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Our Chief Priest, Rev. Sakabe, will be conducting the Mokushi-e Ceremony on Sunday, November 15th, at 10:00 am via Myosenji’s Live Stream. The Mokushi-e Ceremony is a very significant memorial ceremony for the Third High Priest Nichimoku Shonin.*

This ceremony conveys our gratitude for Nichimoku Shonin’s unparalleled efforts in fourteenth-century Japan.  It is a tradition during this Mokushi-e Ceremony to celebrate the spread of True Buddhism from one generation to the next by paying our respect to the children of Nichiren Shoshu. Because children are the treasure of their parents and society, it is most important that they establish their connection to the Dai-Gohonzon of the Three Great Secret Laws. It also carries with it our hopes for our children, that they will find their true mission in life and that they will grow to be as strong in faith, wisdom and knowledge as Nichimoku Shonin!

* From Nichiren Shoshu Temple Glossary
Nichimoku Shonin: (1260–1333) The Third High Priest of Nichiren Shoshu. He became a disciple of Nikko Shonin in 1274, and in 1276 went to Mt. Minobu where he was ordained by Nichiren Daishonin. He served the Daishonin for the remainder of the Daishonin’s life, and also served Second High Priest Nikko Shonin. He succeeded Nikko Shonin as the Third High Priest of Nichiren Shoshu. He is remembered as a great and courageous debater who remonstrated with the Kamakura Government and the Imperial court many times.

While deluded, one is considered a common mortal, but once enlightened, one is understood to be a Buddha. For example, even a dark mirror will shine like a jewel when it is polished. Likewise, a mind that is presently clouded by illusions originating from the fundamental darkness of life is like a tarnished mirror. Yet, once it is polished, it will become a clear mirror, reflecting the essential truth of the Law. Awaken deep faith and polish your mirror night and day without neglect. How should you polish it? Honestly chanting Nam-Myoho-Renge-Kyo is called polishing your mind.

written by Nichiren Daishonin, 13th century Japan

Guidance from High Priest Nichinyo Shonin:
[In the Lotus Sutra …] these passages teach that upon looking at people, we see they are unhappy and lost in melancholy. They shut their minds in the dark, and are burned by the fire of the three poisons of greed, anger, and stupidity. They can’t escape their many desires, and in their suffering, they are shackled tightly by their own ego, with which they seek treasure and profit.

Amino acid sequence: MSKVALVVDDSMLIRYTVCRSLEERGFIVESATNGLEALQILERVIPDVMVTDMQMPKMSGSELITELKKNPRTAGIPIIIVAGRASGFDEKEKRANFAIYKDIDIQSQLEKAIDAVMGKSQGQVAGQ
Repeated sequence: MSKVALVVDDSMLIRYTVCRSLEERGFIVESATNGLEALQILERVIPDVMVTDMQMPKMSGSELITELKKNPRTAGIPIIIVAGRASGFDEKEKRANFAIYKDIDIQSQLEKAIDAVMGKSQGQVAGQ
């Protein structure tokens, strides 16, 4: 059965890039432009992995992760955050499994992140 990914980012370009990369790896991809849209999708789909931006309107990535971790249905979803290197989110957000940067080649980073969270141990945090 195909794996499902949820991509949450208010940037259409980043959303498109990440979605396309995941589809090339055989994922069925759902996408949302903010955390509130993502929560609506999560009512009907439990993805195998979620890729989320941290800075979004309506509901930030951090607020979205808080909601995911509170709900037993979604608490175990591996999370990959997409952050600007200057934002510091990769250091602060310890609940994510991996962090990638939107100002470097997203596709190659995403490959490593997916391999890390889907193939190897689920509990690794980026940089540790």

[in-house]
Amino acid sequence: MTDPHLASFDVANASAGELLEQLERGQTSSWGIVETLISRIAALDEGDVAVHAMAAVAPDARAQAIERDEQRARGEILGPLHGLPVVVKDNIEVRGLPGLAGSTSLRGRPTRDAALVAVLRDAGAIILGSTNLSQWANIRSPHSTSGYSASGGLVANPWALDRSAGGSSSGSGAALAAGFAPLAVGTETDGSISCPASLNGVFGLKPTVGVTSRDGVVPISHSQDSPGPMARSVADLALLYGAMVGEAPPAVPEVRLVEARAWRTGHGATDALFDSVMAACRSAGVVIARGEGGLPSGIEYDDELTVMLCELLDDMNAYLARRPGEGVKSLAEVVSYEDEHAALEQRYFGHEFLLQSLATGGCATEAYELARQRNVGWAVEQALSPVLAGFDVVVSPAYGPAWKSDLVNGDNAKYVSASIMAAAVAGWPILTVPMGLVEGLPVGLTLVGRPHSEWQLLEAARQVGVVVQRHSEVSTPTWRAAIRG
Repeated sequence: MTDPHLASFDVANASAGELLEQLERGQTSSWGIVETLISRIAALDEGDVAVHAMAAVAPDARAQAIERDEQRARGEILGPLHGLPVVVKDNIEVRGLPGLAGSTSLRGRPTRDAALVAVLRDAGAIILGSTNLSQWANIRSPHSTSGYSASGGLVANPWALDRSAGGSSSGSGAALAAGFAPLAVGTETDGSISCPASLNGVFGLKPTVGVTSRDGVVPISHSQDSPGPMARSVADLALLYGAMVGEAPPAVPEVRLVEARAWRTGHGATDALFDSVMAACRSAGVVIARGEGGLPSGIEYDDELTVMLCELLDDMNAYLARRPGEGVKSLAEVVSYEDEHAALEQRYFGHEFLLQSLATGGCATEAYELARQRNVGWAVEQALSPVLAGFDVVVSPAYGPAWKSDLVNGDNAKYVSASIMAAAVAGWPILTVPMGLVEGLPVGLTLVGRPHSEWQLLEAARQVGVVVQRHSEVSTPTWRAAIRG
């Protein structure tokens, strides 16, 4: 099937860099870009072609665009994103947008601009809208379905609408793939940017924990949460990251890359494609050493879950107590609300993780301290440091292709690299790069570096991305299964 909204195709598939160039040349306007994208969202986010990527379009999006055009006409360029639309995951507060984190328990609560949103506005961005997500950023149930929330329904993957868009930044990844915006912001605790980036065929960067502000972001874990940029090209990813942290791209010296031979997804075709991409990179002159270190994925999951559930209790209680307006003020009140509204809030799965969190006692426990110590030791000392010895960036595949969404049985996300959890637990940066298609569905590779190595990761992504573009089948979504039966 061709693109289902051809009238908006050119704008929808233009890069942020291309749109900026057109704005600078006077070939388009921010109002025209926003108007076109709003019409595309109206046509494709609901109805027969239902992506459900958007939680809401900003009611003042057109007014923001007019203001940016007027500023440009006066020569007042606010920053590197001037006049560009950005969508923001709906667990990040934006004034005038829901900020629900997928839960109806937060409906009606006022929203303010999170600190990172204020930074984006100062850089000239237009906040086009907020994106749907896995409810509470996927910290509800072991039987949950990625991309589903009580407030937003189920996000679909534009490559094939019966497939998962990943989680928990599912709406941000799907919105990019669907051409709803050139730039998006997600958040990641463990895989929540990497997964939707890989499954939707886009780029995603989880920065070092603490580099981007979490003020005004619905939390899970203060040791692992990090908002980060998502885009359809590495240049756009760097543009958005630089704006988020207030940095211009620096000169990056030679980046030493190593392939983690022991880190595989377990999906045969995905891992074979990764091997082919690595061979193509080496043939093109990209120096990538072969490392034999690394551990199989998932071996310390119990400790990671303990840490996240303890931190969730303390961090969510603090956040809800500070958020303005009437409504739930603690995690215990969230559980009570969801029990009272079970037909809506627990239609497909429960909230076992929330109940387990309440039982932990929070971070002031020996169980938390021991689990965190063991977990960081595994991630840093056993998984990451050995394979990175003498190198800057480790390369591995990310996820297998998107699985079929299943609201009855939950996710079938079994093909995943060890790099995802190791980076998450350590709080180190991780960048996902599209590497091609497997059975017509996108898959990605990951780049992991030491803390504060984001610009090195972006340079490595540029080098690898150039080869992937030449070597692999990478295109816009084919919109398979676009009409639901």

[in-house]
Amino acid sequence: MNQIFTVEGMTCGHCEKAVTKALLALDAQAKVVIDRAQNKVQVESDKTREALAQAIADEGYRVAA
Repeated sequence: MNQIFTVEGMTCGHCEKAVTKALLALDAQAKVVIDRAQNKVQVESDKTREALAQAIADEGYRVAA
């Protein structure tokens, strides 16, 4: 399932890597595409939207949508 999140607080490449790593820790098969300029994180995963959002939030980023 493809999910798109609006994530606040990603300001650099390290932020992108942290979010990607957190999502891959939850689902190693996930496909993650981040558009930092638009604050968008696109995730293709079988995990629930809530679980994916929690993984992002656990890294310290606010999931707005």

For this reason, amidst their suffering, they may experience some pleasure, but afterward, they will experience the suffering of the three evil paths of hell, hunger, and animality. Even though they are born in the worlds of rapture or humanity, their hearts are truly corrupt. Consequently, they will undergo distress, trouble, and suffering, from having to part from those they love, and having to meet those whom they hate. Yet in spite of these sufferings, they surrender themselves, fearless, indulging in transient pleasures. They do not try to escape this suffering, even though they are inside the burning house of the threefold world—the world of desire, the world of form, and the world of formlessness. They do not worry about facing great difficulty, but simply amuse themselves by scampering from east to west.

The Ten Worlds: Making Sense of our Muddy Pond

The Buddhist Concept of the Ten Worlds explains the muddy pond we live in and why we circle endlessly in the six lower paths unable to be happy. It is a core principle of Buddhism and important to learn and understand.

If you have decided to become a Buddhist and begin your Buddhist practice, Myosenji’s Chief Priest, Rev Sakabe, can perform the Acceptance of the Precept Ceremony, the ceremony where you become a Buddhist. Please email the Temple to arrange for your ceremony.